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Anal Bioanal Chem. 2010 Oct;398(3):1375-84. doi: 10.1007/s00216-010-4060-6. Epub 2010 Aug 19.

Tracking bacterial infection of macrophages using a novel red-emission pH sensor.

Author information

1
Center for Ecogenomics, The Biodesign Institute, Arizona State University, PO Box 875801, Tempe, AZ 85287-5801, USA.

Abstract

The relationship between bacteria and host phagocytic cells is key to the induction of immunity. To visualize and monitor bacterial infection, we developed a novel bacterial membrane permeable pH sensor for the noninvasive monitoring of bacterial entry into murine macrophages. The pH sensor was constructed using 2-dicyanomethylene-3-cyano-4,5,5-trimethyl-2,5-dihydrofuran (TCF) as an electron-withdrawing group and aniline as an electron-donating group. A piperazine moiety was used as the pH-sensitive group. Because of the strong electron-donating and -withdrawing units conjugated in the sensing moiety M, the fluorophore emitted in the red spectral window, away from the autofluorescence regions of the bacteria. Following the engulfment of sensor-labeled bacteria by macrophages and their subsequent merger with host lysosomes, the resulting low-pH environment enhances the fluorescence intensity of the pH sensors inside the bacteria. Time-lapse analysis of the fluorescent intensity suggested significant heterogeneity of bacterial uptake among macrophages. In addition, qRT-PCR analysis of the bacterial 16 S rRNA gene expression within single macrophage cells suggested that the 16 S rRNA of the bacteria was still intact 120 min after they had been engulfed by macrophages. A toxicity assay showed that the pH sensor has no cytotoxicity towards either E. coli or murine macrophages. The sensor shows good repeatability, a long lifetime, and a fast response to pH changes, and can be used for a variety of bacteria.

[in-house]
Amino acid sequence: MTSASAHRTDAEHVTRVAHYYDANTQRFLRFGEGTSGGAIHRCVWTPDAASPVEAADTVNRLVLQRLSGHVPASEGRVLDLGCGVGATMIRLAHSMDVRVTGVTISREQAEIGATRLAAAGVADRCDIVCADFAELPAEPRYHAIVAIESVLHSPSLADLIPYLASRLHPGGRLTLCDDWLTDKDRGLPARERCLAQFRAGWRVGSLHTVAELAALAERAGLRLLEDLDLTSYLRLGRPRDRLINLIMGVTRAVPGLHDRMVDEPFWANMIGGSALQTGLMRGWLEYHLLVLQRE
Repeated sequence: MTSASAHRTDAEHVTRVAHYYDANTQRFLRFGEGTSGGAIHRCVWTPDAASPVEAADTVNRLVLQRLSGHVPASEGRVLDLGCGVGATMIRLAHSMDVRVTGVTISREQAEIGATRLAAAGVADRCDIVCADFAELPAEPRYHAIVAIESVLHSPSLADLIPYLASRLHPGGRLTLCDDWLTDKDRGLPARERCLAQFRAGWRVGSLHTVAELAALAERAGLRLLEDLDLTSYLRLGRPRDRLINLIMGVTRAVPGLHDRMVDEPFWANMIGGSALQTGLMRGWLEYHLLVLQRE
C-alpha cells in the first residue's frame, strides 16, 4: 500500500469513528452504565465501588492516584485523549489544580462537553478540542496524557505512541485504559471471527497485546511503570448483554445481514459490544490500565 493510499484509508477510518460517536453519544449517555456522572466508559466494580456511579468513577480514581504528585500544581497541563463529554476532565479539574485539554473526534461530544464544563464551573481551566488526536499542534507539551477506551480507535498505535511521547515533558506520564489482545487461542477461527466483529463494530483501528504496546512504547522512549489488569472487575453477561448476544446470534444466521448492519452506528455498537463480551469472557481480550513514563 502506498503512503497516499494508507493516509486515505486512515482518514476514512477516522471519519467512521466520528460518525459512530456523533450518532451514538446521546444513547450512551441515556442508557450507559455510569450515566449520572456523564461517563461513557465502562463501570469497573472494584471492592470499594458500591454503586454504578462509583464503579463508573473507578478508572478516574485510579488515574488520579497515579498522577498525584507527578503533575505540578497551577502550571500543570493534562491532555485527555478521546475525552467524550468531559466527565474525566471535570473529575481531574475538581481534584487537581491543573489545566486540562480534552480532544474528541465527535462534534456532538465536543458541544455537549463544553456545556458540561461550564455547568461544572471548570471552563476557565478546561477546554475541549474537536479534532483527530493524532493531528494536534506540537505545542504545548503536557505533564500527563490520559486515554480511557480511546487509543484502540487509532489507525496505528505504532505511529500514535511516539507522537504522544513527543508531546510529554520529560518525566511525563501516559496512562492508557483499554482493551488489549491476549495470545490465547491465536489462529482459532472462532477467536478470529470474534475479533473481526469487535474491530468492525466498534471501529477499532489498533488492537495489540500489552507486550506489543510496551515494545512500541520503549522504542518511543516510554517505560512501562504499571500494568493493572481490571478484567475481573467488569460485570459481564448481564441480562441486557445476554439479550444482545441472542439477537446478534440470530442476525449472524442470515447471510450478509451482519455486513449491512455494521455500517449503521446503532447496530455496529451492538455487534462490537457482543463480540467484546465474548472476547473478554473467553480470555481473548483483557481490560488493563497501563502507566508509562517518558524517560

PMID:
20721541
PMCID:
PMC3548402
DOI:
10.1007/s00216-010-4060-6
[Indexed for MEDLINE]
Free PMC Article

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